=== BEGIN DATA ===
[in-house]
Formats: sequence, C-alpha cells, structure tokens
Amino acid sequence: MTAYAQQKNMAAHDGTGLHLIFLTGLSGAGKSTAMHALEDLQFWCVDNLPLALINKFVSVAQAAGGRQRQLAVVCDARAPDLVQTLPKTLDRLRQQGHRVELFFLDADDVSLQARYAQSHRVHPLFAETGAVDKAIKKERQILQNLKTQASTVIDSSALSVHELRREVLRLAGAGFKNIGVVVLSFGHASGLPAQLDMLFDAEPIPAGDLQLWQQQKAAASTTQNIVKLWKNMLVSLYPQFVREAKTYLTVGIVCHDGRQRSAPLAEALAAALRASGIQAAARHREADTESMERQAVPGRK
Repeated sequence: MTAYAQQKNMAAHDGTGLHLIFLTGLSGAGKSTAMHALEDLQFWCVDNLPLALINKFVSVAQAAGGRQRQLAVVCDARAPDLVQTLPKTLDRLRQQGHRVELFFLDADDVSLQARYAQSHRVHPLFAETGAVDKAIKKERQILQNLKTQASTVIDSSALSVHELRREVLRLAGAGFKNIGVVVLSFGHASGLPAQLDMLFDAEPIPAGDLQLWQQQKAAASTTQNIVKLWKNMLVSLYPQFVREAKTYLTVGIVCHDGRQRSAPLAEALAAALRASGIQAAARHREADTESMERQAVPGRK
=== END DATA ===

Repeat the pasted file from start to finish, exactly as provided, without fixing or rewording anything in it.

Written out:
[in-house]
Formats: sequence, C-alpha cells, structure tokens
Amino acid sequence: MTAYAQQKNMAAHDGTGLHLIFLTGLSGAGKSTAMHALEDLQFWCVDNLPLALINKFVSVAQAAGGRQRQLAVVCDARAPDLVQTLPKTLDRLRQQGHRVELFFLDADDVSLQARYAQSHRVHPLFAETGAVDKAIKKERQILQNLKTQASTVIDSSALSVHELRREVLRLAGAGFKNIGVVVLSFGHASGLPAQLDMLFDAEPIPAGDLQLWQQQKAAASTTQNIVKLWKNMLVSLYPQFVREAKTYLTVGIVCHDGRQRSAPLAEALAAALRASGIQAAARHREADTESMERQAVPGRK
Repeated sequence: MTAYAQQKNMAAHDGTGLHLIFLTGLSGAGKSTAMHALEDLQFWCVDNLPLALINKFVSVAQAAGGRQRQLAVVCDARAPDLVQTLPKTLDRLRQQGHRVELFFLDADDVSLQARYAQSHRVHPLFAETGAVDKAIKKERQILQNLKTQASTVIDSSALSVHELRREVLRLAGAGFKNIGVVVLSFGHASGLPAQLDMLFDAEPIPAGDLQLWQQQKAAASTTQNIVKLWKNMLVSLYPQFVREAKTYLTVGIVCHDGRQRSAPLAEALAAALRASGIQAAARHREADTESMERQAVPGRK